This week, Devin is talking about Medicare with Danielle Roberts of BoomerBenefits.com. Danielle is an expert on Medicare supplements and Medicare Advantage plans, and runs the Boomer Benefits company to help seniors with their Medicare needs.
The Parts of Medicare
Part A is hospital coverage – that’s what pays for in-patient hospital care, skilled nursing care, hospice, some home health care, and blood transfusions.
Part B covers pretty much everything that Part A doesn’t cover. It’s more like the insurance you had when you were younger, covering doctors appointments, physical therapy, medical equipment.
Part D is prescription drug coverage.
Part C is a Medicare Advantage plan, which combines A and B (and even D) together. These are run by private companies.
Medigap is also known as the Medicare Supplement.
How Medicare Works
For a normal person, they are automatically enrolled in Part A and B. To cover the things that aren’t covered by A and B, you’ll buy either a Medicare Advantage plan or a Medicare Supplement to help fill in those gaps.
You get Parts A and B through Medicare. Medicare Part B only pays 80% of your expenses, so that can really add up quickly. A supplement will pay some or all of that cost. The Medicare Supplement is purchased through a private insurance company. A Medicare Advantage plan is also purchased through a private insurance company, but it is a little different because it covers all your care, including the care that would usually be covered by Parts A and B.
Medicare Advantage Plans
When you join the Advantage plan, the plan takes over all of your health care. Medicare pays that plan a set premium each month to take on the risk of your health care needs. The Advantage plan pays all the claims that you have that year. It’s closer to traditional insurance, where you pay a co-pay or cost-share for each service provided. Medicare Advantage plans are very popular for certain groups of people. This includes people who take don’t use very much health care over a year.
Medicare supplements work more like secondary insurance. Medicare pays first, covering the things covered by Medicare, and the supplement pays some or all of the remaining costs.
How do you know where to look for a supplement? How do you know which is the right supplement for you?
One of the great thing about Medicare supplements is that each plan has the exact same coverage. If you look at a Medicare Supplement, like a Plan F or a Plan G, the benefits are exactly the same no matter which policy you choose – Medicare designed it to be that way so that you can shop that policy based on price. You can look at the rate increase history for those carriers. The premium will vary based on a couple of different factors, including the age when you purchase the policy, your gender, your zip code, tobacco usage, and any household discounts.
The carrier sets the rate and the agent can’t change it. So, you’re picking the carrier that you want. You can look at the rate, and their history of rate increases. You also want to look at the company’s financial ratings. There are great companies that have A and B financial ratings, so there is no reason to go with a company that has a lower financial rating.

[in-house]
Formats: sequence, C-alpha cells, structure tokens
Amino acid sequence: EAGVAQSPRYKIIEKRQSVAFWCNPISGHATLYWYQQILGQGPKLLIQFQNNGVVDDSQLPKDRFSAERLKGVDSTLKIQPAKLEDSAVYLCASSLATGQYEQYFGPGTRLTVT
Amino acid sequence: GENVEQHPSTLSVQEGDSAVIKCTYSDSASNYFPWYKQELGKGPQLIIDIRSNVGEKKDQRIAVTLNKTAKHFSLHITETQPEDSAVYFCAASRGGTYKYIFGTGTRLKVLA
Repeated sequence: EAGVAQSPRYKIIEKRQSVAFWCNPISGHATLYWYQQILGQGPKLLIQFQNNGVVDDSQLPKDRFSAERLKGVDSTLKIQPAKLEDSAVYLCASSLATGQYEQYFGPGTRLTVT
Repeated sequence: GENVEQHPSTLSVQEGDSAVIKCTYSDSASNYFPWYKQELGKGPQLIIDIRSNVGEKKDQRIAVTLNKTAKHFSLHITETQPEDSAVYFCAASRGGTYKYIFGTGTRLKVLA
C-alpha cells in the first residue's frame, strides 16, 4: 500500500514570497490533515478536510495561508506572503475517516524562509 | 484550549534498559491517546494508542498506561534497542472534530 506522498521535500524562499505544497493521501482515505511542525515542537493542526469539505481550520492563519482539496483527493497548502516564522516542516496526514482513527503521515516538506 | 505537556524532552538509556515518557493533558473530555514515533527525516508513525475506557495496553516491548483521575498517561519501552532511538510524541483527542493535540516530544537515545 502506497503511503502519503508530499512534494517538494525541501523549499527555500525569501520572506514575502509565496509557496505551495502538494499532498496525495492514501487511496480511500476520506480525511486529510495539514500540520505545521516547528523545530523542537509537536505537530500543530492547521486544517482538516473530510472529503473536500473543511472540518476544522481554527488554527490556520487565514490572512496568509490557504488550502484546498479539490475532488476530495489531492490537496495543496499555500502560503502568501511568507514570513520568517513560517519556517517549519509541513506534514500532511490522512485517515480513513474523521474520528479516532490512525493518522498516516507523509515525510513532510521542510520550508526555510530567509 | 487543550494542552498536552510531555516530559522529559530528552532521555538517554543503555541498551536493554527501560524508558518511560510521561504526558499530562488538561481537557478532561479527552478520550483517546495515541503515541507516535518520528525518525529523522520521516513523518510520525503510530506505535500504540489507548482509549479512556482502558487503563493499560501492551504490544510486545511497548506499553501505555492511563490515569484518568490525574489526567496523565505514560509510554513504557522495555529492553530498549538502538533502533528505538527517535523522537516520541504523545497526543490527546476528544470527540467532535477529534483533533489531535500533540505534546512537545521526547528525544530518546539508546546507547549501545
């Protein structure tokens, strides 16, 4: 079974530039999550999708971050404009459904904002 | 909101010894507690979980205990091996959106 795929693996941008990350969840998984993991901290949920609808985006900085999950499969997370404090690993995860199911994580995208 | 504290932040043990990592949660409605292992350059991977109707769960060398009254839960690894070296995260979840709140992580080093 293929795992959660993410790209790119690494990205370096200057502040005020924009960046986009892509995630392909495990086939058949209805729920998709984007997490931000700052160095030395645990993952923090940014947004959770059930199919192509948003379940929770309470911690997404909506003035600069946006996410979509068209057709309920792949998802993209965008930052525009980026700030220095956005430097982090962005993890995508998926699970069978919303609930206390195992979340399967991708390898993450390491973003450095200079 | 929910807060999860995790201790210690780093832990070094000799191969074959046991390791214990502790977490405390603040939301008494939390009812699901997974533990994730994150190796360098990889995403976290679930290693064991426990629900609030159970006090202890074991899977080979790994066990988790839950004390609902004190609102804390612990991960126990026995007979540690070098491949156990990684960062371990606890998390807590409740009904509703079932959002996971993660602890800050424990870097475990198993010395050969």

When Do You Get Supplemental Coverage?
Medicare supplements and Medicare Advantage Plans have different rules for when you can get in and out of them. Medicare Advantage plans and drug plans work on an annual basis, with an open season each fall. Medicare supplements do not have an annual election period. You can apply for a new Medigap plan any time you want.
You have six months after becoming eligible for Medicare Part B to purchase a Medicare supplement without a health review.
If you purchase a Medicare Advantage plan when you first become eligible at age 65, there is a 12 month period in which you can get out of the plan at any time. This allows you to move to a Medicare supplement, without underwriting, if that is a better choice for you.
Now what happens if you’re in a Medicare Advantage plan and something bad happens? After the 12 month window, then you’re subject to medical underwriting and review.
Do Agents Have Conflicts of Interest?
Just like any type of advisor, you need to understand how your Medicare advisor is being compensated. Devin is skeptical, because he doesn’t know if the insurance agent is going to put the client in the best plan for the client, or in the plan that will give the agent the higher commission.
Danielle explains that one of the big differences with a newer agent is they may only offer a few of the available policies. And when they’re building their business, it is possible that an agent would want to push you towards a Medicare supplement that pays the agent a little bit more. When you’re working with a more established agency, they don’t have time to worry about those small differences in commission.
When shopping for an agent, here are some questions to ask.
- What companies do you represent?
- What types of policies do you sell?
If your agent only sells a few plans, then you may not find out about a company that might be less expensive.
Devin asks Danielle, from the agent’s standpoint, does one type of plan pay the agent more? Danielle answered that you can look up what the annual commission rate for an policy. The rate on a Medicaid supplement is right around 20%.
Before you get to the point of purchasing additional Medicare coverage, you should learn about the difference between a Medicare Advantage plan vs. a Medicare supplement. It is important for you to look at what those services will cost you and figure out what questions to ask.
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